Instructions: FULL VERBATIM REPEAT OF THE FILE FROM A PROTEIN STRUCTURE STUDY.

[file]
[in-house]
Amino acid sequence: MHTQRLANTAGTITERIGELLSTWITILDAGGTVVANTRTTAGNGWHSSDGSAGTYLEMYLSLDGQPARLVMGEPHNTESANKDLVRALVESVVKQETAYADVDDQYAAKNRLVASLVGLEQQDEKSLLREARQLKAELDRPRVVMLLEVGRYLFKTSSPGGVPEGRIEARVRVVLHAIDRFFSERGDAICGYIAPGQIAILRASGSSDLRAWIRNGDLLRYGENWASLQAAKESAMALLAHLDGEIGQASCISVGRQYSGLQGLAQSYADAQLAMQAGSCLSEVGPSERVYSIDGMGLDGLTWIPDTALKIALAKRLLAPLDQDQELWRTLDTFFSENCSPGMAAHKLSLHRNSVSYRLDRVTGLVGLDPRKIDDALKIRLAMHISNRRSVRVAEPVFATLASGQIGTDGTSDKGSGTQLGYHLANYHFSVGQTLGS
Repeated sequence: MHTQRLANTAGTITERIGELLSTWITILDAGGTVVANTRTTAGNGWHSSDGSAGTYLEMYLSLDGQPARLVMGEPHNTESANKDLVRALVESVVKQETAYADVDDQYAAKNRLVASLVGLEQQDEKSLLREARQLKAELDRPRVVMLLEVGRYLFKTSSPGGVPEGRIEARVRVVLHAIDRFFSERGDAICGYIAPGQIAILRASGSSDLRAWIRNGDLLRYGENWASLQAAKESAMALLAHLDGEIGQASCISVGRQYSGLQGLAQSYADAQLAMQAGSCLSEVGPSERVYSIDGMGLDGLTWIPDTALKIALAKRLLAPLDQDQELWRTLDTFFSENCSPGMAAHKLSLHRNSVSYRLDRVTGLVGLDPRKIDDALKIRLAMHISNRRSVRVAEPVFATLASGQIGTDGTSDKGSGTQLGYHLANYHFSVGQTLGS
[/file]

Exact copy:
[in-house]
Amino acid sequence: MHTQRLANTAGTITERIGELLSTWITILDAGGTVVANTRTTAGNGWHSSDGSAGTYLEMYLSLDGQPARLVMGEPHNTESANKDLVRALVESVVKQETAYADVDDQYAAKNRLVASLVGLEQQDEKSLLREARQLKAELDRPRVVMLLEVGRYLFKTSSPGGVPEGRIEARVRVVLHAIDRFFSERGDAICGYIAPGQIAILRASGSSDLRAWIRNGDLLRYGENWASLQAAKESAMALLAHLDGEIGQASCISVGRQYSGLQGLAQSYADAQLAMQAGSCLSEVGPSERVYSIDGMGLDGLTWIPDTALKIALAKRLLAPLDQDQELWRTLDTFFSENCSPGMAAHKLSLHRNSVSYRLDRVTGLVGLDPRKIDDALKIRLAMHISNRRSVRVAEPVFATLASGQIGTDGTSDKGSGTQLGYHLANYHFSVGQTLGS
Repeated sequence: MHTQRLANTAGTITERIGELLSTWITILDAGGTVVANTRTTAGNGWHSSDGSAGTYLEMYLSLDGQPARLVMGEPHNTESANKDLVRALVESVVKQETAYADVDDQYAAKNRLVASLVGLEQQDEKSLLREARQLKAELDRPRVVMLLEVGRYLFKTSSPGGVPEGRIEARVRVVLHAIDRFFSERGDAICGYIAPGQIAILRASGSSDLRAWIRNGDLLRYGENWASLQAAKESAMALLAHLDGEIGQASCISVGRQYSGLQGLAQSYADAQLAMQAGSCLSEVGPSERVYSIDGMGLDGLTWIPDTALKIALAKRLLAPLDQDQELWRTLDTFFSENCSPGMAAHKLSLHRNSVSYRLDRVTGLVGLDPRKIDDALKIRLAMHISNRRSVRVAEPVFATLASGQIGTDGTSDKGSGTQLGYHLANYHFSVGQTLGS